Rental Roundtable
Data and Info.

Real Estate Today

Tenant has Few Clearly Defined Rights as a Nonsmoker

Logo-Red_Line.gif (956 bytes)

Robert S. Griswold | Steven R. Kellman | Ted Smith
16-July-2000 Sunday

This column on issues confronting renters and landlords is written by Counselor of Real Estate and Certified Property Manager Robert Griswold, host of Real Estate Today! with Robert Griswold (10 a.m. Saturdays on AM1130 - KSDO radio, or on the Internet at, and by attorneys Steven R. Kellman, director of the Tenants' Legal Center, and Ted Smith, principal in a law firm representing landlords.

Q: I am a nonsmoker. Recently, a tenant moved in downstairs. His smoke
comes into my apartment -- I assume through the furnace. It seems like he
is in my apartment smoking. I get headaches and have had a difficult time
breathing. Can I do anything?

A: Smith -- You bring up an important question which, quite frankly, is not
settled and is a topic of continuing legal debate in California. The landlord recognizes that he must be nondiscriminatory in his rentals. Still, no California law authorizes a no-smokers policy in apartment housing.

It is for this reason that most landlords believe that if they restrict occupancy to nonsmokers, they will be inviting litigation to determine whether this is constitutional.

There's a difference between a person's home and the airplane or restaurant environment. In his own home, a person has the right to privacy which, the argument goes, includes smoking, despite all the medical data. For the landlord to abridge that right may be unlawful.

Still, secondary smoke can be insidious. Individuals have filed suits under the Americans with Disabilities Act for their abnormal reaction to secondary smoke based on the concept of chemical sensitivity syndrome.
You would have to be clinically diagnosed with this malady before proceeding along these lines, and it would be your burden of proof. Some landlords in the vanguard have created nonsmoking units, but the vast majority of rental owners have continued to maintain an open policy toward smokers and nonsmokers alike.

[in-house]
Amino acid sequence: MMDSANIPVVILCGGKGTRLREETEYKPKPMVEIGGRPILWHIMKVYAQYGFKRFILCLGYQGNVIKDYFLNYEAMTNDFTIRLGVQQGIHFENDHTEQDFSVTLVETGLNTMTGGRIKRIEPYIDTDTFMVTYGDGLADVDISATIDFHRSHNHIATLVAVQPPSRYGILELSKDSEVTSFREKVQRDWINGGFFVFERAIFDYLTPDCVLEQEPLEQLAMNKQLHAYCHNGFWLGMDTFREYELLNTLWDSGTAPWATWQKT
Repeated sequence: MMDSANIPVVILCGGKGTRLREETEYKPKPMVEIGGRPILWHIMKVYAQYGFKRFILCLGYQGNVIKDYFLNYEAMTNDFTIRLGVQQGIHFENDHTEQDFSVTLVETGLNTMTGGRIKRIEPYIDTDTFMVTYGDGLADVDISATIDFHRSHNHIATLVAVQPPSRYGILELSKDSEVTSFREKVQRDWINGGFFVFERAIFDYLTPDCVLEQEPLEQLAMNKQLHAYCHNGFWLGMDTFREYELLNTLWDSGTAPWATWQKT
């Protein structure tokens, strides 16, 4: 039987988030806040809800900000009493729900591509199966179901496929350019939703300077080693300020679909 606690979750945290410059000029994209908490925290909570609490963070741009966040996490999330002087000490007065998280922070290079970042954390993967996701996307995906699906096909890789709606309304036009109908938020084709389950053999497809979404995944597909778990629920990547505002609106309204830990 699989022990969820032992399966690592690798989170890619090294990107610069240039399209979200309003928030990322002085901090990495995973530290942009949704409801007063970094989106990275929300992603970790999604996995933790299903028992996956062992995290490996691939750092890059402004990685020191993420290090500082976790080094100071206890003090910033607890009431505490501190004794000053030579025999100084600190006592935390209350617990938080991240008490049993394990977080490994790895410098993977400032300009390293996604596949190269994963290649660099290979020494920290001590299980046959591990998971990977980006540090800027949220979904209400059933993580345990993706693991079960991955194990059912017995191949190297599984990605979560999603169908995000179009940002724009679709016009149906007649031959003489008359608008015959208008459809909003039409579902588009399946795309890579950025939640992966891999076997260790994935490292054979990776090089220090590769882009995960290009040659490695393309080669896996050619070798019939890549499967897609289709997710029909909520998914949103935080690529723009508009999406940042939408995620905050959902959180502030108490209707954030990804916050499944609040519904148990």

Griswold -- It has been my personal observation over the last 20 years of managing apartments that smoke causes increased damages and wear and tear on the rental unit. While I agree that individuals may have a constitutional right to smoke in their own home, I believe that landlords have a very real and practical business reason to restrict the use of their rental units to nonsmokers.

Thus, as a property manager I would support an owner who sought rental applicants that were nonsmokers. Of course, they should do this only after consulting with their own legal counsel.

I would also point out that the enforcement of the nonsmoking status of the rental unit is potentially problematic as tenants may change their habits or invite guests who are smokers.

However, even if the restrictions against smoking in the rental unit are essentially unenforceable, I would still feel that the landlords will generally derive an overall reduction in the damages to their rental units by designating their rental units for nonsmokers only.

Remember, it was not that long ago that smoking was freely allowed in airplanes and restaurants. I believe that the same trend toward nonsmoking
will soon be found in the rental housing industry.

Evicting rats

Q: I rent a home in Ocean Beach. I have notified my landlords, the homeowners, of a rat/mice infestation in the garage and walls of the home. For the past three months they have been setting traps in the garage and under the house. The problem is not going away.

They have told me that they are not going to hire an exterminator because, it wouldn't do any good. My concern is primarily a health issue for myself, my roommate and my pet dog that finds the traps, with mouse and rat carcasses enclosed.